Autism could be detected early using a hearing test finds research

January 22nd, 2019

New research shows that a simple non-invasive hearing test early in life could predict the diagnosis of autism. The results of this study, titled ‘Structural and Functional Aberrations of the Auditory Brainstem in Autism Spectrum Disorder’, is published in the latest issue of the The Journal of the American Osteopathic Association (JAOA).

Autism could be detected early using a hearing test finds research. Image Credit: Midkhat Izmaylov

At present diagnosis of autism is usually made around the age of four using tests that need speech abilities. Autism is part of the autism spectrum disorders (ASD) that has a variety of manifestations. This new study from the team at the Lake Erie College of Osteopathic Medicine in Pennsylvania says that there could be hearing problems in these children much before they learn to speak. These can be detected using tests.

The test that the researchers have suggested is called the stapedial reflex testing or the acoustic reflex testing. This test measures the changes in pressure of the middle ear in response to sounds. This can assess the sensitivity of the patient to a wide range of sound frequencies. Randy Kulesza, professor of anatomy and team leader said in a statement, “Often people with autism suffer from hypersensitivity, meaning even relatively quiet sounds can feel like overwhelming noise… If parents and physicians understand that from the start, they can work to acclimate the child’s sensitivity and make his or her experience of the world much less intense and frightening.”

According to Kulesza, newborns these days have their hearing tested and the results are usually binary saying if the child can hear or not. He explained that this stapedial reflex testing can provide a deeper understanding of various types of dysfunctions. This would mean that interventions can be started earlier before the symptoms appear. “Especially early in life, the brain is very plastic, meaning the right early interventions can literally train out those deficits,” Kulesza explained. “The person might not be perfectly neuro-typical but such interventions can improve function,” said Kulesza.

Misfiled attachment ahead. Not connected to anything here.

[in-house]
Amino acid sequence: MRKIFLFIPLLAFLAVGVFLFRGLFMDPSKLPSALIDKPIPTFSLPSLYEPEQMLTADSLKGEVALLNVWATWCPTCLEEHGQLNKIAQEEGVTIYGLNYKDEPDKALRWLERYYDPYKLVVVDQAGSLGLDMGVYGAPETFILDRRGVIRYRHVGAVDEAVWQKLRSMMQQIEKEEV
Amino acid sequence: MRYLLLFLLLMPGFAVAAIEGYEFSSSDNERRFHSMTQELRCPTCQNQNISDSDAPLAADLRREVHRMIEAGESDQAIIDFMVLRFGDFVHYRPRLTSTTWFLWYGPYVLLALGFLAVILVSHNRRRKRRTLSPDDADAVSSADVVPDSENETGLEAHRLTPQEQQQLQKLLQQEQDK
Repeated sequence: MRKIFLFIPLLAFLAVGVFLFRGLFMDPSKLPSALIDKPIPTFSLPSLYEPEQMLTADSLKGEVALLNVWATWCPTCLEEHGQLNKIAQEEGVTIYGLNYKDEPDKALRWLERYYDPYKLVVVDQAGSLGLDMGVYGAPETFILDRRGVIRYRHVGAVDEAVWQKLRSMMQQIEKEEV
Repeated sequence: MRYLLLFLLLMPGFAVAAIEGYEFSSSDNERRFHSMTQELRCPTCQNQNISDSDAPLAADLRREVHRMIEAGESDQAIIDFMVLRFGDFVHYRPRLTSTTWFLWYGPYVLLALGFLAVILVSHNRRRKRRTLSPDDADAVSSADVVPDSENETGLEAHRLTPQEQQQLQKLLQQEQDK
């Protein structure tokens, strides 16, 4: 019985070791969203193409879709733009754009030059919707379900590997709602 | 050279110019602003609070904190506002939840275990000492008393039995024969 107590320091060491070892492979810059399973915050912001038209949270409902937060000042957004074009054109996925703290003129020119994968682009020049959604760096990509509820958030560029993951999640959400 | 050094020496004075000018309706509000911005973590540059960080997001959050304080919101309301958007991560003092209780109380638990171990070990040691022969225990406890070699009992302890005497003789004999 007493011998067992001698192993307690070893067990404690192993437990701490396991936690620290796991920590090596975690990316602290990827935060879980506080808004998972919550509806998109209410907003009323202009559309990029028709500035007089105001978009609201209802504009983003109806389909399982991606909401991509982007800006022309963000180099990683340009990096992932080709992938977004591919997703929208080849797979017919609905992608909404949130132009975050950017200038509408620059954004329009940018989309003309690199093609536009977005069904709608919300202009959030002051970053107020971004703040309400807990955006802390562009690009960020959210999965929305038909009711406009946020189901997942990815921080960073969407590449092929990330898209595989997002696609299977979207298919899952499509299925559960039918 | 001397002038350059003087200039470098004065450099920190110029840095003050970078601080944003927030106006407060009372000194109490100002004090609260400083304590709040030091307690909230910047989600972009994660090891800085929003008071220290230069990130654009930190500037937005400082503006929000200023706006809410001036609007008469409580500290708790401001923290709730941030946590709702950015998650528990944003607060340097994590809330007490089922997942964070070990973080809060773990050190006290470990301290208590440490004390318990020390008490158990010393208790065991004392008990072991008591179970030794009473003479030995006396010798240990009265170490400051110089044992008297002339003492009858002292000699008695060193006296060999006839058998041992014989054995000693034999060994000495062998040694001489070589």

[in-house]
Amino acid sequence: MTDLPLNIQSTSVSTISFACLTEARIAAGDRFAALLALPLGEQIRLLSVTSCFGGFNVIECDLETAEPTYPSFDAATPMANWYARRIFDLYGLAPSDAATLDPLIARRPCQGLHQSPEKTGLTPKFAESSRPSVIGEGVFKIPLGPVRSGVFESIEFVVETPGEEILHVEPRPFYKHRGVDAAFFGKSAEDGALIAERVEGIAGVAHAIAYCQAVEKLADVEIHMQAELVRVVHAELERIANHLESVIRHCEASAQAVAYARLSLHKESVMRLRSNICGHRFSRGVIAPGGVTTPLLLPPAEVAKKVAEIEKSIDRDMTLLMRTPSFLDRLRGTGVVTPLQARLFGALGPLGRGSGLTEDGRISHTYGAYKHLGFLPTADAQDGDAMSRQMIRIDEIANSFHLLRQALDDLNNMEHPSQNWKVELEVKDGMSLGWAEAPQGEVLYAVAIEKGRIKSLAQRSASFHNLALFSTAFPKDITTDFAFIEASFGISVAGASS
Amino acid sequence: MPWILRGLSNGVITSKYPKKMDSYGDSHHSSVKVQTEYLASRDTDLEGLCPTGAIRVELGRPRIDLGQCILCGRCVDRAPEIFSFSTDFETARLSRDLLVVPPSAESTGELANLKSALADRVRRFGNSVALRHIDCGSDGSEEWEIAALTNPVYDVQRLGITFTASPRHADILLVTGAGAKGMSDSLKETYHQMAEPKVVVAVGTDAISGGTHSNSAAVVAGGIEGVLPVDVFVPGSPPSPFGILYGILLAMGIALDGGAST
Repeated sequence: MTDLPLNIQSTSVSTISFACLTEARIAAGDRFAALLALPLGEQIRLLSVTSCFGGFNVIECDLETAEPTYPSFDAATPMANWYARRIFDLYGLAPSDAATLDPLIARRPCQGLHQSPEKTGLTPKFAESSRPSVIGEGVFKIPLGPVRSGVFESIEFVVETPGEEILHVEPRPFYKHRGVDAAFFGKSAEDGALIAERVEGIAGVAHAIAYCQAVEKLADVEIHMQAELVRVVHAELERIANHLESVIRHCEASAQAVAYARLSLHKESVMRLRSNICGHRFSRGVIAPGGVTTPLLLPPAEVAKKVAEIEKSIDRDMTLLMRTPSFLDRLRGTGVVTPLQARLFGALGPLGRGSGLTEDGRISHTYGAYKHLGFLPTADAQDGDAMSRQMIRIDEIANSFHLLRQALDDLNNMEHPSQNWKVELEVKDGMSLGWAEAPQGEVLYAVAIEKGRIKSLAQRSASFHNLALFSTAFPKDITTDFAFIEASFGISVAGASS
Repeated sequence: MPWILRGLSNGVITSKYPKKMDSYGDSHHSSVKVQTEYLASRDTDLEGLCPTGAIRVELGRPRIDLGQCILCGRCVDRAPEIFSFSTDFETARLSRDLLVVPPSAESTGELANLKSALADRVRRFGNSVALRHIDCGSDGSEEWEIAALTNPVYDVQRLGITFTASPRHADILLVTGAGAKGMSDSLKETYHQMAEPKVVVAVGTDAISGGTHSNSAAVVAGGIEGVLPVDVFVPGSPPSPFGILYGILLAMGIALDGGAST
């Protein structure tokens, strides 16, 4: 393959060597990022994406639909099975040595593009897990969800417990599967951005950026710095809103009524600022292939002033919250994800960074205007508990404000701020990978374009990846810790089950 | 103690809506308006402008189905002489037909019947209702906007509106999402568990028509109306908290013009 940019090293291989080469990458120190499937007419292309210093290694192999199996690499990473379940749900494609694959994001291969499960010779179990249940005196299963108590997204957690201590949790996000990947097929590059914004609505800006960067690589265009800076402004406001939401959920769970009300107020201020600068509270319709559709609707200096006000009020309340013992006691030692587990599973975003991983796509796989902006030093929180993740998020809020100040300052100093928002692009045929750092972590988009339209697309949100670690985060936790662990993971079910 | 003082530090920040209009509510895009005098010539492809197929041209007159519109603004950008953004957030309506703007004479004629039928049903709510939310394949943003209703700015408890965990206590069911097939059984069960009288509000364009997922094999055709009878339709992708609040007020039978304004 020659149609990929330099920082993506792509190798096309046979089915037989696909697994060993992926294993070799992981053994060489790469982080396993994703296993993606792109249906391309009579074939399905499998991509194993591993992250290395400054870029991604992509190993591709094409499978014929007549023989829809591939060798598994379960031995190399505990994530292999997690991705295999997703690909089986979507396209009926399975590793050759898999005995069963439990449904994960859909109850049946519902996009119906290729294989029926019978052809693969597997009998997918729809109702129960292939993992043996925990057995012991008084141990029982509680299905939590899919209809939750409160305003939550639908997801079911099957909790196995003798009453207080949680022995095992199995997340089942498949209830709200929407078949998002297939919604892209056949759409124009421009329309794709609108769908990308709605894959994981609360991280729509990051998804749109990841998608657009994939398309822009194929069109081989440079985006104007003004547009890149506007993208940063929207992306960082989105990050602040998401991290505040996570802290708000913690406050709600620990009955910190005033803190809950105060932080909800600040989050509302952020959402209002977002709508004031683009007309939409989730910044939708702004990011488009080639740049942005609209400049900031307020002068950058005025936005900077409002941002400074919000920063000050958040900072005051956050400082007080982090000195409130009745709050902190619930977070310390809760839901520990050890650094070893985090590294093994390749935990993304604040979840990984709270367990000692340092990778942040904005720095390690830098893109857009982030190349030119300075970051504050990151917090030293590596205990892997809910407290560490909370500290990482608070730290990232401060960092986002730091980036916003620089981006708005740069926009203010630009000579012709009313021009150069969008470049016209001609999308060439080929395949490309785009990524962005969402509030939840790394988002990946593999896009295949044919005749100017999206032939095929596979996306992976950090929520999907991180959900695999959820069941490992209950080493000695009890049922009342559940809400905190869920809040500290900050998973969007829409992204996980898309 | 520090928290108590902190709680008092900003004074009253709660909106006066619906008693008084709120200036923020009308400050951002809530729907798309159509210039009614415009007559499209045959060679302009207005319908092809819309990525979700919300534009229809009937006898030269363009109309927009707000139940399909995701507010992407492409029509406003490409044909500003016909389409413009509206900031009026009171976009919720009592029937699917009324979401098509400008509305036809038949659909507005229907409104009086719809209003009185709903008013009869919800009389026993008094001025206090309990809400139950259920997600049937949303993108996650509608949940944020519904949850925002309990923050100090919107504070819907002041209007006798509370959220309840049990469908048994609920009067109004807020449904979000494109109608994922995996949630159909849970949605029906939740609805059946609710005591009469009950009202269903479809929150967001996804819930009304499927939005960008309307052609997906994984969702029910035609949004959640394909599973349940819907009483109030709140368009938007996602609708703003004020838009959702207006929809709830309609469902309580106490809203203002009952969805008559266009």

The study team noted that children with ASD have problems with their hearing. Hearing is an important part of speech-language development which further affects the social-emotional development of the child. So if the hearing functions are addressed early, the quality of life of the child later could be improved, they suggest.

Kulesza said more research in this area is needed to find the auditory interventions that could help these children. He added that acoustic reflex testing at present is not a diagnostic tool for detecting ASD. However if a child has tested positive on this, they may be started on early interventions so that their potentials are maximised.

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